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Remembered Today:

E Battalion, TANK CORPS, NOV'17


gnr.ktrha
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I`m not sure historians cannot deny the facts. Harper ignored the instrutions of the Tanks Corps as a result considerable time was wasted as the infantry had no idea where the tanks had cut the barbed wire so incurred unnecessary casulaties from pillboxes in looking for the breaks. This delay also prevented the cavalry advance until the next day and thus the chance of taking Bourlon with out a fight was lost.

Perhaps if the infantry had gone forward with the tanks, all fire would of been concentrated on the steel monsters allowing the infantry to get work on the defences.........thats nothing more than speculation.

Remember Harper was also against the development of the machine gun as well as the tank.

Back onto Fuller.........

Whilst most historians think that 378 or 381 tanks were used at Cambrai Fuller puts the figure at exactly 476 machines. So you see there any many differences in his own interpretation of this action. He goes to the trouble of counting the wireless tanks, gun carriers etc.

Steve.

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I think that over-simplifies matters

The wire on the Flesqueres ridge was not only just in front of the main trenches but also down the slopes; the tanks were canalised up the rue de Vache and instead of attacking in line abreast, skylined themselves as they reached the first obstancle at the top of the hill; few had fascines and therefore weew unable to tckle the trenches in accordance with either Fuller or Harper's plan; they were therefore highly vulnerable to the German field guns.

I have seen no evidence that Harper was against tank development (but would be happy if you could show me sources confirming this ). You may rmemeber that his experience at Beaumont -Hamel in 1916 and at 3rd Ypres showed that they had limitations over ground and that they attacted fire onto the infantry.

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Steve,

You need to read the history of the battle again, especially the bit where the infantry of 152 Brigade are held up at the Flesquieres Ridge, at 12.45 unable to get through the extremely thick swathes of barbed wire due to having no tanks! Mostly taken out by the 6 batteries of field guns, 2 of which had previously had experience of dealing with French tanks (so no shock tactic there eh!), dug in on the fortified Hilltop of Flesquieres.

In no part of my reading into Harper have I read that he thought tanks, or machine-guns for that matter, a waste of effort. As an engineer, he had concerns about tanks, many of which were vindicated during the coming days. They were very slow, not very manoeuvrable, and extremely unreliable. Additionally, in fact, the Highland Division were pioneers in the use of machine-guns in the Sustained Fire (indirect fire) role. If you have anything that legitimizes your argument, then you need to state your sources otherwise it remains fanciful hypothesis. The Divison were also pioneers of infantry tactics that are still used today, which is why a frontal assault on a fortified hill was anathema to them and flew in the face of their tactical doctrine, along with the prevailing Army doctrine. In the circumstances that they faced, against the most difficult objective of the day, I could see no other formation on the field do any better.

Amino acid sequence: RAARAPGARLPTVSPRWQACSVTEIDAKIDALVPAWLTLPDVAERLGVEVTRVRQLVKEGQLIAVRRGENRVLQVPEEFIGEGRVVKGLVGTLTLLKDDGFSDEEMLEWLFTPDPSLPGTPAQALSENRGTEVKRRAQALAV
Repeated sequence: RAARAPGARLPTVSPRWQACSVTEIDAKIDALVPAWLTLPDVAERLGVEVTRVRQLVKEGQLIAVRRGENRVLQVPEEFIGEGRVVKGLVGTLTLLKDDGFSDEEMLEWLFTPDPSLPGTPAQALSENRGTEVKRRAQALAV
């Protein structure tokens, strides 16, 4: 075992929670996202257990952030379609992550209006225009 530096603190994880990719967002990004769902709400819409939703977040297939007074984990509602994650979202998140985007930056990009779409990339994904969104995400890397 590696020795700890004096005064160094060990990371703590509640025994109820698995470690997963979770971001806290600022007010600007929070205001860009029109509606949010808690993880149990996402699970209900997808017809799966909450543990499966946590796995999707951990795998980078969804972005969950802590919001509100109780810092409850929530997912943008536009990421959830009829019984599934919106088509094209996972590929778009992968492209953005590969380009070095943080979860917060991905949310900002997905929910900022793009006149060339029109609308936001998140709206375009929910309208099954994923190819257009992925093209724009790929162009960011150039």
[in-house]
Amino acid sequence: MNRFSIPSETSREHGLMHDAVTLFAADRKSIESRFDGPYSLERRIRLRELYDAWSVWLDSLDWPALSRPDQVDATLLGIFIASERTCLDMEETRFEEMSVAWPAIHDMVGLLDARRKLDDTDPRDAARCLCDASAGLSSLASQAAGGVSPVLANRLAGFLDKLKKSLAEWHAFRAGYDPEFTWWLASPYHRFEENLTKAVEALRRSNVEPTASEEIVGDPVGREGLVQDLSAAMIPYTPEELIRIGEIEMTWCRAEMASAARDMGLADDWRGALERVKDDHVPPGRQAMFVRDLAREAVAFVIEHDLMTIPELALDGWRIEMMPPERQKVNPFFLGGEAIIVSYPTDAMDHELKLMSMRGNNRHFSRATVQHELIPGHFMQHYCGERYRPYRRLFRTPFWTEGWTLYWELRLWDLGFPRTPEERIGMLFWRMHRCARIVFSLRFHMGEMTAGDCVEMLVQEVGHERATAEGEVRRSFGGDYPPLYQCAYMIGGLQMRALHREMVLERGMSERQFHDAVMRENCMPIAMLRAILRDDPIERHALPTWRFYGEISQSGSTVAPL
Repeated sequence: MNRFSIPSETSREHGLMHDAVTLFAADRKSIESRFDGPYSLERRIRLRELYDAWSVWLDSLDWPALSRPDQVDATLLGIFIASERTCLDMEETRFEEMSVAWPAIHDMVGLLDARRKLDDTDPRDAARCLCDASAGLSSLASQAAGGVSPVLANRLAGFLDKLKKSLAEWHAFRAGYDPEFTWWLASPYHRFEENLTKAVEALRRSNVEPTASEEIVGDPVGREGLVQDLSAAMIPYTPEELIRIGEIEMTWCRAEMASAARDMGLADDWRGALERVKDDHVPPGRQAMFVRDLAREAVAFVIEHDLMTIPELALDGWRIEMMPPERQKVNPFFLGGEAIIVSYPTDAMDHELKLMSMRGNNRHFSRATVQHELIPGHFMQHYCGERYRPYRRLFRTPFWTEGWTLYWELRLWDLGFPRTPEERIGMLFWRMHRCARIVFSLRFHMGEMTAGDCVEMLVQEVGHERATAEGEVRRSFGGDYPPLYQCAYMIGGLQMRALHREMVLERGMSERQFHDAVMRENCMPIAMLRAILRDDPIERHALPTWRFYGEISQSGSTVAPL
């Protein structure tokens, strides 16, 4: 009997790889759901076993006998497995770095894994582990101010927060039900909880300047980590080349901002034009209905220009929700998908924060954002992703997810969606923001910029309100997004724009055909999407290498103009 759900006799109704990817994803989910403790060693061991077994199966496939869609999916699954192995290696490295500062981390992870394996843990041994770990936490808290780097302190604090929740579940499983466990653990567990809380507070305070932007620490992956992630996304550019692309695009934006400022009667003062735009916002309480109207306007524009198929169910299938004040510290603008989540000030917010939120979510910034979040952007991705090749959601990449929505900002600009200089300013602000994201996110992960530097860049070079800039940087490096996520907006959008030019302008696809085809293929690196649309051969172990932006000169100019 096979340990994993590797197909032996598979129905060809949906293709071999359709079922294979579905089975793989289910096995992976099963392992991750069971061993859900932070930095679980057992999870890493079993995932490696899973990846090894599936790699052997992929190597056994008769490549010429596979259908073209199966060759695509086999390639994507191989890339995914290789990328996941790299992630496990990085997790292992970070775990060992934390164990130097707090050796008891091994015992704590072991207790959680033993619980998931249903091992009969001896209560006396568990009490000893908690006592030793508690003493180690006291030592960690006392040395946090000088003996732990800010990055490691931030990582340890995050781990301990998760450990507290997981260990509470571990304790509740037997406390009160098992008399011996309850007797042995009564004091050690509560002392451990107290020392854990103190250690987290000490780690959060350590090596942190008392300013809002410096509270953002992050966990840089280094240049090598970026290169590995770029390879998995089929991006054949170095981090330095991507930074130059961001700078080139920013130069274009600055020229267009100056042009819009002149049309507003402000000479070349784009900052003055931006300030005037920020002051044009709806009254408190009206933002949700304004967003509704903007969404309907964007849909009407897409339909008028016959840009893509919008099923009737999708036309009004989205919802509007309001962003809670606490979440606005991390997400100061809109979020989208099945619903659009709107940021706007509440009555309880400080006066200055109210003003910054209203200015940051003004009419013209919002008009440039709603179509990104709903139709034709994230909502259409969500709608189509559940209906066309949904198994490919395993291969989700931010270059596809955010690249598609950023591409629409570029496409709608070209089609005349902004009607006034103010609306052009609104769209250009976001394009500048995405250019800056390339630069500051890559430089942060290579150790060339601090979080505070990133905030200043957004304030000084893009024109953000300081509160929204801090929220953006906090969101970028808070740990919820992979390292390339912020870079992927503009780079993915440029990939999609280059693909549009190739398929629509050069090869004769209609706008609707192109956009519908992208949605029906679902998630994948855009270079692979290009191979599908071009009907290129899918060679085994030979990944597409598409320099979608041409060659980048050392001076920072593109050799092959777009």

The only discourse I have seen between the Tank Corps and the Highland Division occurred when a Tank Corps officer threw his teddy out the pram on the 23rd of November, prior to the attack on Fontaine, because he had to take orders from the infantry.

Highland Division attack Principles (pre-Arras):

1. That the objective of all offensive operations must be to envelope the enemy – i.e. hold him in front and attack him in flank

2. That the fullest use must at all times be made of mechanical weapons – i.e., guns, machine guns, trench-mortars, &c. the minimum use of infantry; either in attack or defence, was to ensure unnecessary casualties.

3. That troops must always be in depth; they must neither attack nor defend in one or two dense lines of men, but in a succession of well-extended lines.

Aye

Tom McC

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Tom - e-mail received , many thanks expecially for the section on tactics

Will have a good read tonight

Stephen

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Steve

It is a known fact that bare chested infantry in the open alongside tanks will incur unnessesary casualties. The concentration of artillery fire on the tanks includes the unarmoured infantry. The same applied then, as it does today, with the use of HESH when tanks have dismounted infantry.